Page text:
Who really lives in ‘low-income’ housing?


The Cottage 36 project used Michigan State Historic Tax Credits and MSHDA Low Income Housing Tax Credits and will be submitted for LEED certification. Photo by Alexis Macaluso

There has been a lot written lately in local media about the development and construction work happening in our core city. Much of the work going on in Grand Rapids is residential development, and a good portion of that has some sort of government financing.  

The most effective program right now seems to be Low Income Housing Tax Credits. The program awards federal tax credits to developers, which are then sold over a period of time to finance development costs.

In exchange for these credits, developers agree to hold rents lower than market rates and only rent to those who have incomes meeting certain guidelines, generally not exceeding 60 percent of area median income.  

The word “low” in the tax-credit program is somewhat misleading. In Grand Rapids, 60 percent of AMI for a single person is roughly $13 an hour — or $27,000 a year.  A family of four would be roughly $19 an hour — or $39,500 a year.

This is not what we usually think of when we think of “low-income housing.” Many of these projects could more accurately be called “workforce housing.” This is housing for those in the service industry or young professionals, bartenders, school teachers, stylists, part-time students, etc.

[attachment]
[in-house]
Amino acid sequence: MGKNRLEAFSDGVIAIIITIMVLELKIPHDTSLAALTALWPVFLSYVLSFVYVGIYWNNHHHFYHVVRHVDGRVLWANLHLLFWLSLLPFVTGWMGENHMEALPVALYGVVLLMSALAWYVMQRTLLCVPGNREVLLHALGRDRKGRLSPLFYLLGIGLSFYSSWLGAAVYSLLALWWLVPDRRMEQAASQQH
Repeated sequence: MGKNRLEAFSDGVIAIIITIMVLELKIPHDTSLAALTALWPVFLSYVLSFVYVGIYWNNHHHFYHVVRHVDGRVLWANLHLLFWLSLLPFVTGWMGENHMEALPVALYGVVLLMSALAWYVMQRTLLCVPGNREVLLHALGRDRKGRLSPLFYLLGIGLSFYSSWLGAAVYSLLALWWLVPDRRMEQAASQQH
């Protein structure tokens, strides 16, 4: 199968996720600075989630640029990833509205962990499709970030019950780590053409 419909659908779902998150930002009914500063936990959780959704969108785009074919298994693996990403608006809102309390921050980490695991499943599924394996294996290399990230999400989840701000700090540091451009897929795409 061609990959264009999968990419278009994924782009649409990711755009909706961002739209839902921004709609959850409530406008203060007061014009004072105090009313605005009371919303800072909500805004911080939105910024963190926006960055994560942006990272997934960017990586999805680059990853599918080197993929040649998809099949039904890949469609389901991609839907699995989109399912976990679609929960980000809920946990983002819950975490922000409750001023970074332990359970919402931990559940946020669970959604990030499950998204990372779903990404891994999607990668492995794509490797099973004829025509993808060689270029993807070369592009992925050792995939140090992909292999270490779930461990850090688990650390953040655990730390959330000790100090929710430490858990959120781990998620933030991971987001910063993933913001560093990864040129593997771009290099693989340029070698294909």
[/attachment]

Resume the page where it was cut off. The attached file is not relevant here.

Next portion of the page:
In many places, these projects provide affordable housing in areas that otherwise wouldn’t be available for people in those income brackets. Downtown Grand Rapids is one of those areas where many of our retail and service workers have to commute in from Wyoming, Grandville, or Kentwood — or areas where housing is more affordable. The projects utilizing LIHTC financing allow people to live where they work — something that’s healthy for society as a whole.

We experienced a poignant illustration of this when we recently finished a project in Traverse City with LC Companies called Cottage 36. The project revitalized a building that had been neglected for years into 29 one- and two-bedroom apartments.

We heard many stories about the value of this project for the community, but none more stirring than the realtor who told of dozens of Coast Guard families he talked to each season. These families came to him distraught at not being able to find housing they could afford anywhere near their work in Traverse City. This project was one of the only options available for the young men and women who chose to serve our country in the Coast Guard.

Once we begin to better understand who the people are who live in “low-income housing,” we may start to think differently about the role this housing plays in our communities.

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